How the Deals Are Made

In the lead up to Budget 2020, on February 3 the Kenney government released a "performance review summary report" of Alberta Health Service (AHS), conducted by the accounting firm Ernst & Young (E&Y). The report contained 57 recommendations and what the government called "72 savings opportunities to improve the quality and long-term sustainability of health services." In releasing the report, the government stated it had accepted the report, with two important exceptions: there would be no rural hospital closures or urban trauma centre consolidations.

Ernst & Young (E&Y) is one of the foremost masters of sucking dry companies -- and their active and retired workers -- that go into bankruptcy protection in the U.S. and around the world and then whitewashing the scene of any evidence of crime. It is notorious for its self-serving reports and recommendations which always declare a benefit to be gained from privatization and handing over all control of public services to private interests. Firms like E&Y who are in the business of developing public-private partnerships and other forms of privatization never mention that the benefits accrue to a tiny minority of ultra-rich parasites at the expense of the workers who produce added value and the people who need and have a right to the public services.

The process of using neo-liberal accounting cartels and "panels" chosen to produce pre-determined results is part of the restructuring of the state. Rich private interests are paid to extol the virtues of pay-the-rich schemes from which they as well as their clients benefit. The Alberta government has concentrated administration of health care in a single health authority, Alberta Health Services (AHS), but it is clear that the AHS is not directing this current restructuring, but has been reduced to implementing the decisions made by the global oligarchs and delivered through mechanisms like the E&Y report.

Consultants like E&Y are not hired by governments to find efficiencies so as to improve the delivery of health care. Their role is to provide a pretext for restructuring of the state and handing over public services to private interests. Their "reports" are completely predictable -- contract out services, attack workers' working and living conditions, reduce services, and impose additional user fees on the people. Workers are declared to be a "cost" which is to be cut to the bone in order to pay the rich, both by diverting funding from health care and by increasing the amount of the remaining funding paid to the parasites through lucrative contracts. The details of these contracts are never published, as the government says they are private business information.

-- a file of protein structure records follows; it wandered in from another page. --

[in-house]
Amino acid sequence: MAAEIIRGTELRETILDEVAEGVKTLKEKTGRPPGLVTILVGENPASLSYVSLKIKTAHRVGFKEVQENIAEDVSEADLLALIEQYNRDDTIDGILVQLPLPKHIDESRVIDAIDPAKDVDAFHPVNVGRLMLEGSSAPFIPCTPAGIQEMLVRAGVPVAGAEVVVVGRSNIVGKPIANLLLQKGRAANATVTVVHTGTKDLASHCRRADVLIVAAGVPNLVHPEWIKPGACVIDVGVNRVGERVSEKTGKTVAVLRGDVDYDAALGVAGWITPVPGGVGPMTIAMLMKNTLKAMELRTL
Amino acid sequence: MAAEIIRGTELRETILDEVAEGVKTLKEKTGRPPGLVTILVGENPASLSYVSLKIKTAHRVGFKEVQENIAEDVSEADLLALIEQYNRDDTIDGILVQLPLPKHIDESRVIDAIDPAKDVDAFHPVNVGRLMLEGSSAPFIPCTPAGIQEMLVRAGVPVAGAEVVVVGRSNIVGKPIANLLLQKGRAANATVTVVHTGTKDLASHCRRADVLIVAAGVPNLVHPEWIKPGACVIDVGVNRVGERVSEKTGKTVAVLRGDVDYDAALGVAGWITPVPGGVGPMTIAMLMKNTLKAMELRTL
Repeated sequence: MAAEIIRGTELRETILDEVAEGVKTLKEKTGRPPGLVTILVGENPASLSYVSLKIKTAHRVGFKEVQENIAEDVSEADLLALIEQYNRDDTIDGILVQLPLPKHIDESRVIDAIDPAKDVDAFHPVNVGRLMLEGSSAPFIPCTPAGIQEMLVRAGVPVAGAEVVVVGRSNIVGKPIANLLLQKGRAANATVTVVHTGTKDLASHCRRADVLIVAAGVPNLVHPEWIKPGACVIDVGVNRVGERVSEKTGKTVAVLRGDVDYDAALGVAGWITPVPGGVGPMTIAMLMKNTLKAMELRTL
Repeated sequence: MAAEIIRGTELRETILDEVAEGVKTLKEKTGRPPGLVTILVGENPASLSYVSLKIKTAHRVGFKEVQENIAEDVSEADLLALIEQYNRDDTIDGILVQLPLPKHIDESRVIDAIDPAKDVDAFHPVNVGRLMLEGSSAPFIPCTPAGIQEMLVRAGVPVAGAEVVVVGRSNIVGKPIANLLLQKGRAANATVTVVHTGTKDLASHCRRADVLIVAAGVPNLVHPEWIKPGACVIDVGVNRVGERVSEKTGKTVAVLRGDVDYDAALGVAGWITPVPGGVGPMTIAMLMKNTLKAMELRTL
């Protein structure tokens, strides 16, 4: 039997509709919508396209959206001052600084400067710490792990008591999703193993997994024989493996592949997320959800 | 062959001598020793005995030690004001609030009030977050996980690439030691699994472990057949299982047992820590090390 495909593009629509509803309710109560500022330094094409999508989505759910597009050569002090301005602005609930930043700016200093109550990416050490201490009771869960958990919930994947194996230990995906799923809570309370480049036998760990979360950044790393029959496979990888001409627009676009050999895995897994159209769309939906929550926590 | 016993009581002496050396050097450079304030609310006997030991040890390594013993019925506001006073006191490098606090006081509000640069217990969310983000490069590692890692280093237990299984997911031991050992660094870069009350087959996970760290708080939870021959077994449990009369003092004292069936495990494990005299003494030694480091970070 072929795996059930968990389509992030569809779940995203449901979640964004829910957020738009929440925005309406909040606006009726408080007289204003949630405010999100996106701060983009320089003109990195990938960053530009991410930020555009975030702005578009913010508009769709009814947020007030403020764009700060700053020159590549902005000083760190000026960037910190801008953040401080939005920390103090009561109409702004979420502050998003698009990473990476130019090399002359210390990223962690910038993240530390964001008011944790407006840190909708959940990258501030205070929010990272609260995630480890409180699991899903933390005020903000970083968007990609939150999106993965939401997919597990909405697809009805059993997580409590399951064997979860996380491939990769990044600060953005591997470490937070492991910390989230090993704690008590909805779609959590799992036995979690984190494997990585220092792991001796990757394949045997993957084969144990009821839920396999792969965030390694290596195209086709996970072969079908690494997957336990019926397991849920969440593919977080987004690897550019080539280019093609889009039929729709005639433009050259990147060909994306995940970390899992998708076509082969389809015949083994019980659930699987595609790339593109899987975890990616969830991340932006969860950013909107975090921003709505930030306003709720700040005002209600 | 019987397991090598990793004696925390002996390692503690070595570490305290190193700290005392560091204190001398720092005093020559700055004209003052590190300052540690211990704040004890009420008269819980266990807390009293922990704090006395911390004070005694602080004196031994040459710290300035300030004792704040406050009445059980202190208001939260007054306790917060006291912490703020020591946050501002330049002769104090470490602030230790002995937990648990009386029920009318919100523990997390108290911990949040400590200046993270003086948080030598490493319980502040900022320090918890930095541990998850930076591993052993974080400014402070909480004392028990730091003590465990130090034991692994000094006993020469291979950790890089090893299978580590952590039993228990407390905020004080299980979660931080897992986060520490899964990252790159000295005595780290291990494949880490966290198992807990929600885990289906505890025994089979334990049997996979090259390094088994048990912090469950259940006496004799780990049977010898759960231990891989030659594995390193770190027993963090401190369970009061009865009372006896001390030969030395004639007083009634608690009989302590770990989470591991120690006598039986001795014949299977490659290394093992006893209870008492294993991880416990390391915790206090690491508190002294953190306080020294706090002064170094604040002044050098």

Health care funding comes from the portion of the added-value created by workers claimed by governments. Privatization and cuts to health care funding are an attack not only on the health care workers but also on the living standards of the working people as a whole. To call this "savings" is nonsensical. To speak of the human factor, the workers who provide health and services as a "cost" is completely irrational when there would be no health care system without them. But this is how the rich see things -- anything that does not go directly into their pockets is a "cost."

The pandemic has provided yet more proof of the terrible consequences of private control over seniors' care residences, where the majority of deaths from COVID-19 have occurred. Study after study has shown the increases in infectious disease when housekeeping in hospitals has been privatized. Communities across Alberta have fought to get the food monopolies out of long-term care so their loved ones could have nourishing and culturally appropriate food. The conclusion that there should not be a penny of private profit in health care and seniors' care is clear. But governments accept no responsibility for the tragedies that occur as a result of their anti-social offensive, or the hardships the working people face. Jason Kenney declares that bringing COVID-19 under control is a matter of personal responsibility, although apparently not his own.

A health care "insider" told Workers' Forum, "E&Y doesn't know anything about health care; they don't know anything about Alberta. Other than that, it was a good report." Never mind patient suffering and staff burn-out, we just provide the numbers and are well paid for it is their refrain. But it is no joke. The pandemic has shown who can be trusted with decision-making and who cannot. It has shown that the Kenney government cannot be trusted. It has shown that private operators motivated by maximum profit cannot be trusted. And it has shown that it is the health care workers who can be trusted, who know what is needed, who are fighting for the conditions needed to bring the pandemic under control, and who put themselves on the line every day to care for the people. Who decides is the crucial question.

This article was published in

Number 70 - October 15, 2020

Article Link:
How the Deals are Made - Peggy Morton


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